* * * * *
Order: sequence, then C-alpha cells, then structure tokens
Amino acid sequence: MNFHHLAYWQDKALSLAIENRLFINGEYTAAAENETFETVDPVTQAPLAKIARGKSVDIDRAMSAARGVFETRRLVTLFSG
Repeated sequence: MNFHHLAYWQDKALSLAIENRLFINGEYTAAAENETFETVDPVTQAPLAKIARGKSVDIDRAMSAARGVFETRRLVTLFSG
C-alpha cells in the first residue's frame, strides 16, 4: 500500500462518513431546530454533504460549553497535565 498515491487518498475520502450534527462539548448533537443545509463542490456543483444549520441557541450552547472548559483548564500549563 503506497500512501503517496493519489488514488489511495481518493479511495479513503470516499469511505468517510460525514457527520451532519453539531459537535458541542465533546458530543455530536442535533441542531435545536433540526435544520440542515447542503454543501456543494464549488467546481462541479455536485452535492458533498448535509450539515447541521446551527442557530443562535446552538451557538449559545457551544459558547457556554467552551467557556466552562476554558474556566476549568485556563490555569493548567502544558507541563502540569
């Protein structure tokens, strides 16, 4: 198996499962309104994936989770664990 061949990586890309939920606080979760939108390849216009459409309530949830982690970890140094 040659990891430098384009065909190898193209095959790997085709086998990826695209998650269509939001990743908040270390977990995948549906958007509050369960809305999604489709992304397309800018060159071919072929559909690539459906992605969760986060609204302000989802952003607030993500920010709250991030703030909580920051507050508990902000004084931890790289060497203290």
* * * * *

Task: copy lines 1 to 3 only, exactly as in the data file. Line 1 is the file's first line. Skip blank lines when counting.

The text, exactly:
Order: sequence, then C-alpha cells, then structure tokens
Amino acid sequence: MNFHHLAYWQDKALSLAIENRLFINGEYTAAAENETFETVDPVTQAPLAKIARGKSVDIDRAMSAARGVFETRRLVTLFSG
Repeated sequence: MNFHHLAYWQDKALSLAIENRLFINGEYTAAAENETFETVDPVTQAPLAKIARGKSVDIDRAMSAARGVFETRRLVTLFSG